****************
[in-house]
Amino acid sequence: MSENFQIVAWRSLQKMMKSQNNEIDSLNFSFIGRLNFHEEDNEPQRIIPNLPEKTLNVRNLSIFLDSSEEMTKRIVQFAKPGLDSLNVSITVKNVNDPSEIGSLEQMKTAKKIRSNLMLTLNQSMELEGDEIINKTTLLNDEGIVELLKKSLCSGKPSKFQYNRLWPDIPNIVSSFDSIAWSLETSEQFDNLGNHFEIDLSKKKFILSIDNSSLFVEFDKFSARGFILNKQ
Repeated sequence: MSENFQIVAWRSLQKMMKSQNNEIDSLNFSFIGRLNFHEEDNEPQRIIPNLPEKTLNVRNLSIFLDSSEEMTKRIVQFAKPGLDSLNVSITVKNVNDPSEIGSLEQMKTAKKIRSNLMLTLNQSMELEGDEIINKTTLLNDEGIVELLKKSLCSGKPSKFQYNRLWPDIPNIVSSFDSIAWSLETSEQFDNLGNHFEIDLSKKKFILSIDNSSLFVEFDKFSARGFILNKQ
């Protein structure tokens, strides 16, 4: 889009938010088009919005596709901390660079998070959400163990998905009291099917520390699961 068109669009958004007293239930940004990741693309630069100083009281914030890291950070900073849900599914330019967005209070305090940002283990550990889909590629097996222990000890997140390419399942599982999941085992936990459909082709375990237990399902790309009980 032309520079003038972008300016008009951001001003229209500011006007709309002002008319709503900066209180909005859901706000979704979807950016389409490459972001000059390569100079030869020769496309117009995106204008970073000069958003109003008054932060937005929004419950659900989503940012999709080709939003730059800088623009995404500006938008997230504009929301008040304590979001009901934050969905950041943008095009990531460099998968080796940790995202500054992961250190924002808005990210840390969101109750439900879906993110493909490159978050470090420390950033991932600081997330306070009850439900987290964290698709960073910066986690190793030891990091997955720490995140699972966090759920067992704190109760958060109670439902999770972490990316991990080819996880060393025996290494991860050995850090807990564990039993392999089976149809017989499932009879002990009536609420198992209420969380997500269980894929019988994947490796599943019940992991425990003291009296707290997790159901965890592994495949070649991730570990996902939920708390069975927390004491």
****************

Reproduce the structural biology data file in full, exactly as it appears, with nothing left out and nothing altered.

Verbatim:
[in-house]
Amino acid sequence: MSENFQIVAWRSLQKMMKSQNNEIDSLNFSFIGRLNFHEEDNEPQRIIPNLPEKTLNVRNLSIFLDSSEEMTKRIVQFAKPGLDSLNVSITVKNVNDPSEIGSLEQMKTAKKIRSNLMLTLNQSMELEGDEIINKTTLLNDEGIVELLKKSLCSGKPSKFQYNRLWPDIPNIVSSFDSIAWSLETSEQFDNLGNHFEIDLSKKKFILSIDNSSLFVEFDKFSARGFILNKQ
Repeated sequence: MSENFQIVAWRSLQKMMKSQNNEIDSLNFSFIGRLNFHEEDNEPQRIIPNLPEKTLNVRNLSIFLDSSEEMTKRIVQFAKPGLDSLNVSITVKNVNDPSEIGSLEQMKTAKKIRSNLMLTLNQSMELEGDEIINKTTLLNDEGIVELLKKSLCSGKPSKFQYNRLWPDIPNIVSSFDSIAWSLETSEQFDNLGNHFEIDLSKKKFILSIDNSSLFVEFDKFSARGFILNKQ
């Protein structure tokens, strides 16, 4: 889009938010088009919005596709901390660079998070959400163990998905009291099917520390699961 068109669009958004007293239930940004990741693309630069100083009281914030890291950070900073849900599914330019967005209070305090940002283990550990889909590629097996222990000890997140390419399942599982999941085992936990459909082709375990237990399902790309009980 032309520079003038972008300016008009951001001003229209500011006007709309002002008319709503900066209180909005859901706000979704979807950016389409490459972001000059390569100079030869020769496309117009995106204008970073000069958003109003008054932060937005929004419950659900989503940012999709080709939003730059800088623009995404500006938008997230504009929301008040304590979001009901934050969905950041943008095009990531460099998968080796940790995202500054992961250190924002808005990210840390969101109750439900879906993110493909490159978050470090420390950033991932600081997330306070009850439900987290964290698709960073910066986690190793030891990091997955720490995140699972966090759920067992704190109760958060109670439902999770972490990316991990080819996880060393025996290494991860050995850090807990564990039993392999089976149809017989499932009879002990009536609420198992209420969380997500269980894929019988994947490796599943019940992991425990003291009296707290997790159901965890592994495949070649991730570990996902939920708390069975927390004491």